Because Leo Tolstoy has been my close companion for over a year (I hold him affectionately in my hands: War and Peace), after fingering through potential escorts in my heart's little black book, I realized he would be the perfect partner for the ball. After he picks me up in his skiff and we bob up river to the Manor, he will settle in with a book in a nook. (I offered him my Kindle—not Nook—to re-read W and P, but he said he's more interested in Rilke's letters from Russia.)

Tolstoy is not one for balls, despite his noble upbringing. But his choice of an ascetic life, he assures me, will not cause him undue discomfort in the presence of so much frivolous ruffle and draped satin. He craves the music. He is well on in years, and tired, so he will sit and listen, or read, while I dance the night away with whomever I wish. When I am fagged from waltzes and fox trots and need a few moments' rest, he will be waiting in his radiant corner to captivate me in conversation. Don’t worry about him being bored and neglected. See how he holds the chair open next to him? You too can sit and carry on discourse with Monsieur Tolstoy when you need a rest. I will concede this so long as I can cut in. I doubt very much that the chair will be empty for long, as we will all need a rest now and then, and hushed dialog about many things. (I want to tell him, for instance, what came of his epistolary acquaintance with Mohandas Gandhi a few decades after they corresponded for a year about nonviolent resistance until the end of his life in 1910.) At Tess’s Willow Ball, all things are possible, because while Monsieur Tolstoy speaks Russian and French, and I don't, we will magically understand one another.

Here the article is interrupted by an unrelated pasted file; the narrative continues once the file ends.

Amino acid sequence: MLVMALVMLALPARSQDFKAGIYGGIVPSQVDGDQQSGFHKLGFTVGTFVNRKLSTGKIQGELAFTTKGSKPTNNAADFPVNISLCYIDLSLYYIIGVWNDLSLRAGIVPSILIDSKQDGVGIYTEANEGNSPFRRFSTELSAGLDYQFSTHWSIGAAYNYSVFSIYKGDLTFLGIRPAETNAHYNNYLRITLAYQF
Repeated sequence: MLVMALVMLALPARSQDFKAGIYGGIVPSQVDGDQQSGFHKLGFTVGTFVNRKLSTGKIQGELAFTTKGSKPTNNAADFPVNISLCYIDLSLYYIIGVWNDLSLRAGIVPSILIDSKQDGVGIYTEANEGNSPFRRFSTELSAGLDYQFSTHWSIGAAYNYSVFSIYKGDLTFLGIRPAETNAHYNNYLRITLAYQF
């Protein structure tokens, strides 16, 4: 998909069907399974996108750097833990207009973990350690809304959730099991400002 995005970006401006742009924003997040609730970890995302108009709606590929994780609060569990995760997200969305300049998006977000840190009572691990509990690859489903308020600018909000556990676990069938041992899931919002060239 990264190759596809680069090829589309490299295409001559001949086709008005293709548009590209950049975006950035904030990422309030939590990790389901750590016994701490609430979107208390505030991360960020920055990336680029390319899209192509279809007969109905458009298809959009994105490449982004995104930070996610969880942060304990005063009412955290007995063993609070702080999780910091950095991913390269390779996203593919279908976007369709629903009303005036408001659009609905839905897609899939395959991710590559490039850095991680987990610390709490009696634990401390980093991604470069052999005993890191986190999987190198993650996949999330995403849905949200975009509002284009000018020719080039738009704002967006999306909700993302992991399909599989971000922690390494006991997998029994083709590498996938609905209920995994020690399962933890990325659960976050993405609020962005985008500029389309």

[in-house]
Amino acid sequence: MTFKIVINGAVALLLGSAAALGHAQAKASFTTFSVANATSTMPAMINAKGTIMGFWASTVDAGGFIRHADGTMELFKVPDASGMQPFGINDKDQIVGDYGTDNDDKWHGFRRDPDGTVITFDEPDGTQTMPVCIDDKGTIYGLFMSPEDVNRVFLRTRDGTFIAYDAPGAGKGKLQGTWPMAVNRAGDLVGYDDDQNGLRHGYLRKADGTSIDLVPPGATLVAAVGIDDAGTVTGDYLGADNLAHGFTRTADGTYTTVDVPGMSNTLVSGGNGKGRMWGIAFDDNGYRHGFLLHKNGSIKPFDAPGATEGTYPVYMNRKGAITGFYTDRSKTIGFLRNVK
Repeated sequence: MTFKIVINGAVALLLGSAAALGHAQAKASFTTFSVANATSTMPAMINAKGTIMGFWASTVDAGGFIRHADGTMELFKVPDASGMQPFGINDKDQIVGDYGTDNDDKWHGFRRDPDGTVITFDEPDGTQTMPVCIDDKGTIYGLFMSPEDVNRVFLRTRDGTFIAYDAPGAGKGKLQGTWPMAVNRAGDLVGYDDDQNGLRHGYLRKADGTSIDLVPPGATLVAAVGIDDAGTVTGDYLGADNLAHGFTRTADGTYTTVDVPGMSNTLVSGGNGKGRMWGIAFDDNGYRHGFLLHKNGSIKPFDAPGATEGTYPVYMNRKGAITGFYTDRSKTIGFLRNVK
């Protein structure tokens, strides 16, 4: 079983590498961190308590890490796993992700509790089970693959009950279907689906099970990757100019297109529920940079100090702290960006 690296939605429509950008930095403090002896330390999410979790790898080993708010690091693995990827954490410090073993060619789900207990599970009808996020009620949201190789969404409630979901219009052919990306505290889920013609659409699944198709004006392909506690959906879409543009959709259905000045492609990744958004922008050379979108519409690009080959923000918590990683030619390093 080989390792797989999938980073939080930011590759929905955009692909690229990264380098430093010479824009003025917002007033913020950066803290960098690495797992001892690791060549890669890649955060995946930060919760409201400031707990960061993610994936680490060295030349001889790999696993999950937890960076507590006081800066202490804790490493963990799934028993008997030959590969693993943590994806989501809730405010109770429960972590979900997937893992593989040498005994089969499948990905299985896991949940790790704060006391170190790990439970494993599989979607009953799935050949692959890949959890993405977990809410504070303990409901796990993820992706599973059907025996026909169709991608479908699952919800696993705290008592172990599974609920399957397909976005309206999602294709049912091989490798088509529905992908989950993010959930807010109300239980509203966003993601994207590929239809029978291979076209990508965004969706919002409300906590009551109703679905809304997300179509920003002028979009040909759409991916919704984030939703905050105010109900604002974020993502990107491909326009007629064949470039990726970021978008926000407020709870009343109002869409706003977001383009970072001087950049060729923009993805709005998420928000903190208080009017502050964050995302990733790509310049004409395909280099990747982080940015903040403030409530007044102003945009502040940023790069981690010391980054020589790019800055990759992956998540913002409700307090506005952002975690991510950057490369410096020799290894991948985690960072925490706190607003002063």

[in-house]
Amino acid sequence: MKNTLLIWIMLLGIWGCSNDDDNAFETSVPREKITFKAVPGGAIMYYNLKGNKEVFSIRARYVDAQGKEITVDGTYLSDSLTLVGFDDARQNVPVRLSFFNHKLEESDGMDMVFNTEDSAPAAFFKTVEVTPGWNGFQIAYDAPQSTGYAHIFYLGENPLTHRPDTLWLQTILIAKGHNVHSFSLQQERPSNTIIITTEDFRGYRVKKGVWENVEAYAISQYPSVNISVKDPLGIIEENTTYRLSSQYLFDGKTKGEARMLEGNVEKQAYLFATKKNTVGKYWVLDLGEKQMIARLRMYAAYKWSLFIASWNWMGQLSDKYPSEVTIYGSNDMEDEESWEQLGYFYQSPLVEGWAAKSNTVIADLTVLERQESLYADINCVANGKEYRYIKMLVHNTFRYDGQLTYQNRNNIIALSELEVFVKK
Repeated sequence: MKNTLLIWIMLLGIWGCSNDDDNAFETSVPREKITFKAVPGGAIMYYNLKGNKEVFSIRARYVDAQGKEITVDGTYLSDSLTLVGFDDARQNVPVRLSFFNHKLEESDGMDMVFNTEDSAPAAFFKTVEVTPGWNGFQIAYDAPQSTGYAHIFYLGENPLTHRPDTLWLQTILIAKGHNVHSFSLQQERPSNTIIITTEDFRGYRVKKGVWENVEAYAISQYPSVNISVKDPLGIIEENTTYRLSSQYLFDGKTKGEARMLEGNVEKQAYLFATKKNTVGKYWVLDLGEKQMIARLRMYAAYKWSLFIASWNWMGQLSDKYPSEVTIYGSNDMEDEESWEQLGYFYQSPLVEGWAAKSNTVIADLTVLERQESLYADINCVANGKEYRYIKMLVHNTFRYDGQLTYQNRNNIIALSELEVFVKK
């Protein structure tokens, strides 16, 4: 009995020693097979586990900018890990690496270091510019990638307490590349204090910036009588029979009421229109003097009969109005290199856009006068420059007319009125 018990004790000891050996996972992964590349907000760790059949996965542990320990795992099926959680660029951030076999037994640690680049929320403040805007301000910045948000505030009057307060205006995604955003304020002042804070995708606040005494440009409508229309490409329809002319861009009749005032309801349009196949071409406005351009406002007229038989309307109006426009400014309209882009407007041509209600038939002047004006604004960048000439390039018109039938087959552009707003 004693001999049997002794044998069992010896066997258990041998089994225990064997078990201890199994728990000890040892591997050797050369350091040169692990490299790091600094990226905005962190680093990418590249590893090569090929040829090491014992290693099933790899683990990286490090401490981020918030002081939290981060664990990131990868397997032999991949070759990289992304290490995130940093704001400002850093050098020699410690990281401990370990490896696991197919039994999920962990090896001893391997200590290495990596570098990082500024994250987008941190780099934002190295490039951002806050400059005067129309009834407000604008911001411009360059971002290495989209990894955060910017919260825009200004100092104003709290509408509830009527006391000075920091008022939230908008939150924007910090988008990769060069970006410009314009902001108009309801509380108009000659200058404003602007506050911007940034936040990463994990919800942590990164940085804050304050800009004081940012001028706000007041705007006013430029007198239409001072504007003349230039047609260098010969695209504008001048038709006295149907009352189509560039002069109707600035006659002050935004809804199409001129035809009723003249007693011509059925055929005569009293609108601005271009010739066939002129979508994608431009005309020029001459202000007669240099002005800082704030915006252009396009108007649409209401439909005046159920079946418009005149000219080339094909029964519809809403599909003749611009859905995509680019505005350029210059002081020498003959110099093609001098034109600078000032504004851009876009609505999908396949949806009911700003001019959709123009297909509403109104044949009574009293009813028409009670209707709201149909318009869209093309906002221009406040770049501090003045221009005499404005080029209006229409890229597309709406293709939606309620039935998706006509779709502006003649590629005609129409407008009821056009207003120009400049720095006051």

Notes about the paintings:

The Gallery of HMS Calcutta (Portsmouth), circa 1876, sometimes called Remembrance of an Onboard Ball, by James Tissot, Tate collection

"Tissot often painted a man with two women in order to explore the subtle nuances of flirtation and attraction through body language and facial expression. Here a chaperone separates the young naval officer from the object of his attentions, the woman hiding her enjoyment of his flirtation behind her fan. Tissot focuses here on the boundaries of Victorian propriety and social convention, and their transgression. The languid pose of the nearest woman, and Tissot’s frank concentration on her fashionable hour-glass figure, inevitably led to the picture being criticised when it was first exhibited. The author Henry James dismissed it as ‘hard, vulgar and banal’." (From the display caption August 2004)

Leo Tolstoy, by Leonid Pasternak